Helen Prejean

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Helen Prejean
HelenPrejean.jpg
Born (1939-04-21) April 21, 1939 (age 80)
ResidenceNew Orleans, Louisiana, U.S.A
OccupationRoman Catholic nun, spiritual adviser, author, anti-death penalty activist

Helen Prejean (born April 21, 1939 in Baton Rouge, Louisiana) is a Roman Catholic nun. She is a member of the Congregation of St. Joseph. She is a well-known activist against the death penalty in the United States.

Early life and education[change | change source]

Helen Prejean was born to Augusta Mae (née Bourg; 1911–1993), a nurse, and Louis Sebastian Prejean (1893–1974), a lawyer.[1] She joined the Sisters of Saint Joseph of Medaille in 1957. In 1962, she received a Bachelor of Arts in English and Education from St. Mary’s Dominican College in New Orleans, Louisiana. In 1973, she earned a Master of Arts in religious education from Saint Paul University in Ottawa, Canada.[2]

She has worked as:[2]

Death row ministry[change | change source]

Prejean began to work with prisoners on death row in 1981, in New Orleans, Louisiana. In 1982, a friend asked her to write to Elmo Patrick Sonnier, who was found guilty of murder and sentenced to death by electrocution. He was in prison in the Louisiana State Penitentiary.[3]

Prejean visited Sonnier in prison and agreed to be his spiritual adviser in the months leading up to his execution. Doing this made Prejean more aware of the process involved in executions. She began speaking out against the death penalty. At the same time, she also founded Survive, an organization that counseled the families of victims of violence.

Since 1982, Prejean has ministered to many other inmates on death row, and has witnessed several more executions. She served as National Chairperson of the National Coalition to Abolish the Death Penalty from 1993 to 1995.

Louisiana State Penitentiary, where Sonnier was in prison.

Dead Man Walking[change | change source]

Prejean wrote a book called Dead Man Walking about her relationship with Sonnier and other inmates on death row. The book was made into a feature film, an opera, and a play. In the film, Susan Sarandon played Prejean, and won an Academy Award for Best Actress.[4]

Campaigns, book, and awards[change | change source]

In 1999, Prejean formed Moratorium 2000, a petition drive that eventually grew into a national education campaign, The Moratorium Campaign.[5] The organization Witness to Innocence,[6] a group of death row survivors who were convicted for crimes they did not commit, started under The Moratorium Campaign.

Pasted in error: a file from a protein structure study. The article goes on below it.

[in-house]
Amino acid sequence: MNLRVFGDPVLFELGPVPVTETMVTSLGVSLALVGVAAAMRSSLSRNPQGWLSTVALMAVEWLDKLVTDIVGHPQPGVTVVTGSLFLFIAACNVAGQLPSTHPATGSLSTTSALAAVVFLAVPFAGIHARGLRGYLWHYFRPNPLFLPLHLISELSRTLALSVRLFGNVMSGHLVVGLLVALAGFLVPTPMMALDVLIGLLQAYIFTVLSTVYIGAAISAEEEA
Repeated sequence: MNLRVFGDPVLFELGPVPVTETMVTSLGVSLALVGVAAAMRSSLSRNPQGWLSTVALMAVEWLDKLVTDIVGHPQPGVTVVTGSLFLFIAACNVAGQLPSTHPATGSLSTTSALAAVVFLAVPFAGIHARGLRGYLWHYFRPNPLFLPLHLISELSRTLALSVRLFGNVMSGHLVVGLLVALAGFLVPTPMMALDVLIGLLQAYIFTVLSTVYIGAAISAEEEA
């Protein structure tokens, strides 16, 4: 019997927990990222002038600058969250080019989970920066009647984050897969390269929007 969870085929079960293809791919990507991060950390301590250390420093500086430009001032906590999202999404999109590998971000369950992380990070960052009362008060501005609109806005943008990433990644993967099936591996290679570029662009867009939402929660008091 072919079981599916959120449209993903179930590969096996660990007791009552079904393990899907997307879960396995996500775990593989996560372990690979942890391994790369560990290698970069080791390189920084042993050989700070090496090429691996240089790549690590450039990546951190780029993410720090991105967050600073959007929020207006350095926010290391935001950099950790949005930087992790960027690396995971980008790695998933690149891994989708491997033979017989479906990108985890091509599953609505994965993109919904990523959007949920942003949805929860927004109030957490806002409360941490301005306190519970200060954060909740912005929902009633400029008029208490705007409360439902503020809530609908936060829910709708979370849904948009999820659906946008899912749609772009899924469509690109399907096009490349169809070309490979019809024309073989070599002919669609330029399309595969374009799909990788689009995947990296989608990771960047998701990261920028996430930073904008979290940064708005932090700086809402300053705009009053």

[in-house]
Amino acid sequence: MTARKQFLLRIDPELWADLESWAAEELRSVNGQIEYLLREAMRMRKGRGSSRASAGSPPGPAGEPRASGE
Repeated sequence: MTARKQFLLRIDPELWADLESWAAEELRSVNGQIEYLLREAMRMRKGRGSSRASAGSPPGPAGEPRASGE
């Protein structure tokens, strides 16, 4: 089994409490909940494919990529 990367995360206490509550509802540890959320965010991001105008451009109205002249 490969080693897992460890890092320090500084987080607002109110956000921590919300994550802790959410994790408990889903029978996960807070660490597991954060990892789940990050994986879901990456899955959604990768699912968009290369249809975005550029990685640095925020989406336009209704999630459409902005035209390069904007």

Prejean published her second book, The Death of Innocents: An Eyewitness Account of Wrongful Executions, in December 2004. In this book, she tells the story of two men, Dobie Gillis Williams and Joseph O'Dell, whom she accompanied to their executions. She believes that both men were innocent. The book also examines the recent history of death penalty decisions by the Supreme Court of the United States and looks at the track record of George W. Bush as Governor of Texas.

In 1998, Prejean was given the Pacem in Terris Award. This award was named after a 1963 encyclical letter by Pope John XXIII that calls on all people of good will to make peace among all countries. Pacem in terris is Latin for "Peace on Earth."

Prejean now bases her work at the Death Penalty Discourse Network in New Orleans, and spends her time giving talks across the United States and around the world. She and her sister, Mary Ann Antrobus, have been deeply involved at a center in Nicaragua called Friends of Batahola.[7]

Awards and recognition[change | change source]

Prejean has given commencement (graduation) addresses to more than 50 colleges and universities around the world.[8]

She has also won other awards, including these:

Related pages[change | change source]

References[change | change source]

  1. "Sister Helen Prejean". University of Louisiana. Retrieved May 27, 2015.
  2. 2.0 2.1 "Biography". Ministry Against the Death Penalty. Retrieved June 18, 2013.
  3. "CHURCH NEEDS TO AID KILLERS AS WELL AS VICTIMS' FAMILIES, NUN SAYS". Chicago Tribune. January 19, 2006. p. Metro Chicago 8. Retrieved September 1, 2010. It was at St Thomas in 1982 that an acquaintance asked her to write to Elmo "Pat " Sonnier, a stranger on Death Row.
  4. "Trivia for Dead Man Walking". Internet Movie Database. Retrieved December 22, 2015.
  5. "The Moratorium Campaign". Retrieved December 22, 2015.
  6. "Witness to Innocence". Witness to Innocence. Retrieved December 22, 2015.
  7. VICTORIN-VANGERUD, AARON (June 1, 2011). "Sister Helen Prejean (CSJ) and Mary Ann Antrobus, June 2011". University of Minnesota. Retrieved December 22, 2015.
  8. "FINDING AID FOR Sr. Helen Prejean Papers". Series 005.001: University and College Commencements. DePaul University Special Collections and Archives.